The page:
“Why are you afraid of me?”
Hereditary isn’t like most modern horror flicks. We’ve gotten to a point where the genre depends on gaslighting our primitive reactions to sight and sound; Lights Out and Don’t Breathe are both excellent examples of this trend towards overwhelming sensory stimulation, with this year’s A Quiet Place being the crown jewel of that kind of white-knuckled cinematic experience. Hereditary doesn’t scare us in the same way though. Here, an inherited illness bubbles and festers in the pits of our stomachs, and this twisted family drama – so delicately and dourly drenched in dread – has the audacity to stick its finger down our throats, coercing a visceral and physically purgative upheaval. It’s a movie that requires you to think, to ponder, to process and to endure, and it’s a masterful depiction of grief’s stranglehold.
The first thing we see on-screen is an ominous, foreboding obituary. It’s for Annie’s (Toni Collette) estranged late mother Ellen, a secretive woman she loved but hardly knew. Strange and unfamiliar faces fill her funeral. At this early point in the film, everything feels just left or right of center, so off and awkward, so grating and disturbingly calm. And then things intensify. And then they puzzle. And then they mystify. I’m not sure how audiences will react to Hereditary; three people in my crowd wouldn’t stop laughing, and while it garnered my first ever “shhhhhh” to another group of moviegoers (call me uptight, but they made being rude seem effortless), I can’t help but think that they used their uncomfortable laughter as a defense mechanism against the film’s tirelessly troubling imagery. In this respect, Hereditary looms and leads and lurks, and it showcases the vendetta we’re able to hold against a manipulative world that ever so often rejects our collective sense of humanity. That’s a lot to take in and the story never tries to make it easier to digest.
Life for the the Graham family looks like a Baroque painting made minimalist and modern. Steve (Gabriel Byrne) plays dad and referee for his wife Annie (Collette is so brilliant here as a miniature artist; that profession is key…she recreates models of her tragedy, turning them into exhibits. Don’t we all do that in a way? To gain sympathy or simply as expression?) She often bickers with their two children, the suspicious and scared Peter (Alex Wolff) and the troubled young Charlie (Milly Shapiro). There’s a constant sense of tension and unease coursing through their interactions from the onset. Take a glance at the photo above; there’s no engagement, no love, no connection between their eyes. Hereditary might initially feel overlong in its conspicuous setup, but the film toys with our expectations and our imaginations, simmering a pot of ingredients together before it all comes to a bursting boil. Like a volcano, the film builds slowly and unexpectedly, and what erupts from its soul only comes to an impasse when it’s gone as far as it deems necessary. For Hereditary, that limit is farther and stranger than you could possibly imagine.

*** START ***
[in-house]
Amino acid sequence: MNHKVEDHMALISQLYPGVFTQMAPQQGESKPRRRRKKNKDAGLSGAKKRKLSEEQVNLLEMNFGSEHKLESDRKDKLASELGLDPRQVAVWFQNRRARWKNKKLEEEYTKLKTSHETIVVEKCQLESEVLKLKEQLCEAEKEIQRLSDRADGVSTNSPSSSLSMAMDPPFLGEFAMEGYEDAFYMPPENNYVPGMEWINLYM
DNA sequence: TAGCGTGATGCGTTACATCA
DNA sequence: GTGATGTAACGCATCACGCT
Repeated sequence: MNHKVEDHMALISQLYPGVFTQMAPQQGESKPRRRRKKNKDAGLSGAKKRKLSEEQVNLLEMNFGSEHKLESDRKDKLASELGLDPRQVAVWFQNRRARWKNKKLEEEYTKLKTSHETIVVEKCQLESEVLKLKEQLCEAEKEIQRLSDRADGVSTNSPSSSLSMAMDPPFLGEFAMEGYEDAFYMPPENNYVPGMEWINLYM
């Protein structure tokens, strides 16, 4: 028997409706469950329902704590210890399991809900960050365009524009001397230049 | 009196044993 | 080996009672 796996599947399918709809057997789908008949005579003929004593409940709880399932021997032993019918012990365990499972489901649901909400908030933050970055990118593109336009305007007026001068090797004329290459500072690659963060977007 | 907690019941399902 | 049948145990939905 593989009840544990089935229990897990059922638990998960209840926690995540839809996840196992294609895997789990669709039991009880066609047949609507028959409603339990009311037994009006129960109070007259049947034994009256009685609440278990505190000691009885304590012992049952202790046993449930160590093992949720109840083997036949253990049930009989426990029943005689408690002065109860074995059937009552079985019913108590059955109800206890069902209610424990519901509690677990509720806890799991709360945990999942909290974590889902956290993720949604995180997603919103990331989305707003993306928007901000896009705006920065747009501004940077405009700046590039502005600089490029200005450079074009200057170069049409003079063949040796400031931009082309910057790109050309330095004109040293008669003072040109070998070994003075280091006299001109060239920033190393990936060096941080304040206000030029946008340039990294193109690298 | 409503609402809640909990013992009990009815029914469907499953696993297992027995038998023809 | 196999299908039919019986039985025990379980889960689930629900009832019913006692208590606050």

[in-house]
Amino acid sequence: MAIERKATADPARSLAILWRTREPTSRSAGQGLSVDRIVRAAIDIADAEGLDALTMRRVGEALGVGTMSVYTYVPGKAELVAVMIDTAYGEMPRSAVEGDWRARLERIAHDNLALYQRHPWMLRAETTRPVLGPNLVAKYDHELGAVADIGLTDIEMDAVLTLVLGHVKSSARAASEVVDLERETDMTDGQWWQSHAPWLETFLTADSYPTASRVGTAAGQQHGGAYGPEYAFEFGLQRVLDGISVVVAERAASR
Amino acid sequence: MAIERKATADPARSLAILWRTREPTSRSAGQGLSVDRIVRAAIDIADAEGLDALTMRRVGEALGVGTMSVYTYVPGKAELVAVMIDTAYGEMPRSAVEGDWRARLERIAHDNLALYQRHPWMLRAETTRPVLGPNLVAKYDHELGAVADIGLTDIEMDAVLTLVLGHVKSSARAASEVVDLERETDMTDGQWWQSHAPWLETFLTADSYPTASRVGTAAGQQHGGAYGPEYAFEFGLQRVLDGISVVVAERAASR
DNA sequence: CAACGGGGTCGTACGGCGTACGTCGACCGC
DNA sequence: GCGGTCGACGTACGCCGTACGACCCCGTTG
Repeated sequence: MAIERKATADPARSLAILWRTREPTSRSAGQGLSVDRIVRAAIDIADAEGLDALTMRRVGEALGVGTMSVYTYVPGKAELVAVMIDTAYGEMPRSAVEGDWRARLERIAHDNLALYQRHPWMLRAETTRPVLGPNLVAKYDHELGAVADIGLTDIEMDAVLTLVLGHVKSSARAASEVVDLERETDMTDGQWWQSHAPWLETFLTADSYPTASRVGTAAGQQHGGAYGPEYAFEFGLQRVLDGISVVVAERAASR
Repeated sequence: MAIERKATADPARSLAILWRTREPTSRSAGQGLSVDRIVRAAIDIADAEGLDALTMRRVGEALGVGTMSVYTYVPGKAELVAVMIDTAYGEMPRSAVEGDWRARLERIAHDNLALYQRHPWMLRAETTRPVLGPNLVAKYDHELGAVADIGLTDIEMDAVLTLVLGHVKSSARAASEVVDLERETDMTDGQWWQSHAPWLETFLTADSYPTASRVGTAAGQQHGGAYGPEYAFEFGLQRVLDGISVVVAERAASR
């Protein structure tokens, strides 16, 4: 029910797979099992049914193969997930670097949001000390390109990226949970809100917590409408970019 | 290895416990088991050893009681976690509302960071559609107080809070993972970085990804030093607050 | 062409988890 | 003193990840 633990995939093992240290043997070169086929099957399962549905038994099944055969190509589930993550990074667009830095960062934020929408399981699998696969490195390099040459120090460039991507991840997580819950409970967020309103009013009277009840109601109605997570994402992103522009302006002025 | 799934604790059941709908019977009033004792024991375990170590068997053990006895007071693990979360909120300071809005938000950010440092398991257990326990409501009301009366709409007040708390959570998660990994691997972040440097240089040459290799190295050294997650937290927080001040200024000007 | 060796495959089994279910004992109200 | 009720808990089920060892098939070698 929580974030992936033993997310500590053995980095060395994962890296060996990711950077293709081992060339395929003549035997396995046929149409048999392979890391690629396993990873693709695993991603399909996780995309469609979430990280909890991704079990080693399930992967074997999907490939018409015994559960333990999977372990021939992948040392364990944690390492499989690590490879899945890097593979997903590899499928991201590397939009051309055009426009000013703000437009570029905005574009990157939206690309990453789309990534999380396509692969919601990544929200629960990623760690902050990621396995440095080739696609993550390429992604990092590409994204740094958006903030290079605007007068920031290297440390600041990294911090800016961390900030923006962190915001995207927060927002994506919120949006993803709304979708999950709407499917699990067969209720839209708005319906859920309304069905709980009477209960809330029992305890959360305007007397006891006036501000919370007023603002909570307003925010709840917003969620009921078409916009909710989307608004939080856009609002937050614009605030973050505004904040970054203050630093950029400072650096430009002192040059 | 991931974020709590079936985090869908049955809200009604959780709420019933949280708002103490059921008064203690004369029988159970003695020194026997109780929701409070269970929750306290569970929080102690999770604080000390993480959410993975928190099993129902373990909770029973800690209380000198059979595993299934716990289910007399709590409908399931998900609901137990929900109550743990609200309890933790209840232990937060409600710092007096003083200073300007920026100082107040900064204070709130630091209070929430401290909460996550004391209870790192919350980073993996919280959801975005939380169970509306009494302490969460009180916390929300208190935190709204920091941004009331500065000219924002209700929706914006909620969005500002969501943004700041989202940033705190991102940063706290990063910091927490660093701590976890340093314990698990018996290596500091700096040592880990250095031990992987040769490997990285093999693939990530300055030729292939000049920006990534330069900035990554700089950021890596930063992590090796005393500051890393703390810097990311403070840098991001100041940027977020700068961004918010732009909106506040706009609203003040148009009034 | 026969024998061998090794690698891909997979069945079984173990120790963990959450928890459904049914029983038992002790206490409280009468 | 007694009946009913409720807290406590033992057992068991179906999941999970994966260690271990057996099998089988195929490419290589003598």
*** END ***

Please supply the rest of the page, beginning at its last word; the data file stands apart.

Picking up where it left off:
Hereditary is a film about the things we do as much as it is the things we don’t, about the people inhabiting the foreground as well as those faceless bodies filling the background, and about the fake feelings we wear in order to cloak despair. In this movie, lady justice’s arms remain even, and what seems futile eventually becomes fundamentally important. I’ll admit that I came out of this movie a bit underwhelmed. It’s scary as all get out, but what’s so ingrained in its theme of grief comes across even clearer when you study the film in your mind. You come to realize that tragedy and hopelessness can go overlooked – that they are the seeds of inaction, that they fill the emptiness around us, that they’re stifled inside all of us – and the genius of Hereditary isn’t in its pessimism, but rather in the story’s profound ability to convey the construction of unavoidable, inescapable, intense personal anguish.
The author Janne Teller once wrote, “From the moment we are born, we begin to die.” This realization is extremely dark, and writer/director Ari Aster has crafted a stunning debut feature that operates on such a harsh ideology. Hereditary shows us quizzical details and it sporadically allows spoken work to illuminate the point of it all, but most importantly, the film allows its actors to confront audiences through the camera, asking us to read the scene through the expressions of those on-screen. As a girl in Peter’s classroom so aptly says during literary discussion, “They’re all like pawns in this terrible, hopeless machine.” The Grahams represent the pawns in Hereditary, and yet I can’t help but believe that this film – so manipulative and dispiriting – speaks to the staggering forces of nature. That we can end up as the pawns in our lives. That some people and some things are simply doomed from the start by no doing of their own. Thankfully Hereditary – a modern horror masterpiece – elegantly fabricates its fear without completely succumbing to the sheer horror of existence, although it does come close.
“I need you to be open.”
Rating: 5 out of 5